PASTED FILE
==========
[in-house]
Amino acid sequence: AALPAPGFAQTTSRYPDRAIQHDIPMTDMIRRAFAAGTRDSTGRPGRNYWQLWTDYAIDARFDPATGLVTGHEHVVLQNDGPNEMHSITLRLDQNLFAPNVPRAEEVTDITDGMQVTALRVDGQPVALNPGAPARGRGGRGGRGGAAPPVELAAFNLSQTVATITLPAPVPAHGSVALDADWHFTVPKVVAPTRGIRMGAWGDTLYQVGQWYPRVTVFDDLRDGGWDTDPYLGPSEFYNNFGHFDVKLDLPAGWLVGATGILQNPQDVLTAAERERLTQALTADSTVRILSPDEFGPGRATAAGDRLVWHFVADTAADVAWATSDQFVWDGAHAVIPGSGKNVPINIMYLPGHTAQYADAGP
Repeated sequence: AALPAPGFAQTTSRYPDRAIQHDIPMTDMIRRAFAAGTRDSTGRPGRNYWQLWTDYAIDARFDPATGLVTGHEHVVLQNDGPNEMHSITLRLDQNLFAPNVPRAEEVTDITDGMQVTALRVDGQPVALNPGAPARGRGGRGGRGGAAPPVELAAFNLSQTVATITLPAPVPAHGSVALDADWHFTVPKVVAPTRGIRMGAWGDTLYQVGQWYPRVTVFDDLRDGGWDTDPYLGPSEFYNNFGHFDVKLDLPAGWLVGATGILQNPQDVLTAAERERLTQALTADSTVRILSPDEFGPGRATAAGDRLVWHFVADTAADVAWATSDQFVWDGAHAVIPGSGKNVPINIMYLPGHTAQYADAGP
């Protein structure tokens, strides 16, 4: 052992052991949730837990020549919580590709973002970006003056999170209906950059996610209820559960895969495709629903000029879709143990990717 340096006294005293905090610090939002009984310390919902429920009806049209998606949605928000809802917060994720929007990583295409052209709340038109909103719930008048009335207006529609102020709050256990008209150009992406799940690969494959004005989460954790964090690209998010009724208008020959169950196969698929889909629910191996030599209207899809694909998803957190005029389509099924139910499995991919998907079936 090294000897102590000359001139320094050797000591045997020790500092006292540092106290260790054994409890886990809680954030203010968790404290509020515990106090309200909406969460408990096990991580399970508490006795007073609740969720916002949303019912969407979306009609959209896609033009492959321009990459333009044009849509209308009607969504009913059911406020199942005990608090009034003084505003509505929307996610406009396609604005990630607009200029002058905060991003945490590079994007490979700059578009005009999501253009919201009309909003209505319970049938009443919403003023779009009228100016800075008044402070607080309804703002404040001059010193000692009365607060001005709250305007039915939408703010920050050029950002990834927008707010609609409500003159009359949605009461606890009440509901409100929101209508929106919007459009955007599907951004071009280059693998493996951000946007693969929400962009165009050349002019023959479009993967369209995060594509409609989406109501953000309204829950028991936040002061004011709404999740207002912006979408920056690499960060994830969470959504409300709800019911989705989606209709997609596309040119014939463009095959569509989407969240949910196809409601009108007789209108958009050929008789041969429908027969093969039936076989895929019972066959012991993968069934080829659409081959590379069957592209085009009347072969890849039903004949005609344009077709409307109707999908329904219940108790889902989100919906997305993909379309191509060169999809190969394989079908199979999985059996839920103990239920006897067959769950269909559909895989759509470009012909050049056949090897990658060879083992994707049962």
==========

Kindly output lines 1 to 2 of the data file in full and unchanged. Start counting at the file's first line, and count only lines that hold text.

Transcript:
[in-house]
Amino acid sequence: AALPAPGFAQTTSRYPDRAIQHDIPMTDMIRRAFAAGTRDSTGRPGRNYWQLWTDYAIDARFDPATGLVTGHEHVVLQNDGPNEMHSITLRLDQNLFAPNVPRAEEVTDITDGMQVTALRVDGQPVALNPGAPARGRGGRGGRGGAAPPVELAAFNLSQTVATITLPAPVPAHGSVALDADWHFTVPKVVAPTRGIRMGAWGDTLYQVGQWYPRVTVFDDLRDGGWDTDPYLGPSEFYNNFGHFDVKLDLPAGWLVGATGILQNPQDVLTAAERERLTQALTADSTVRILSPDEFGPGRATAAGDRLVWHFVADTAADVAWATSDQFVWDGAHAVIPGSGKNVPINIMYLPGHTAQYADAGP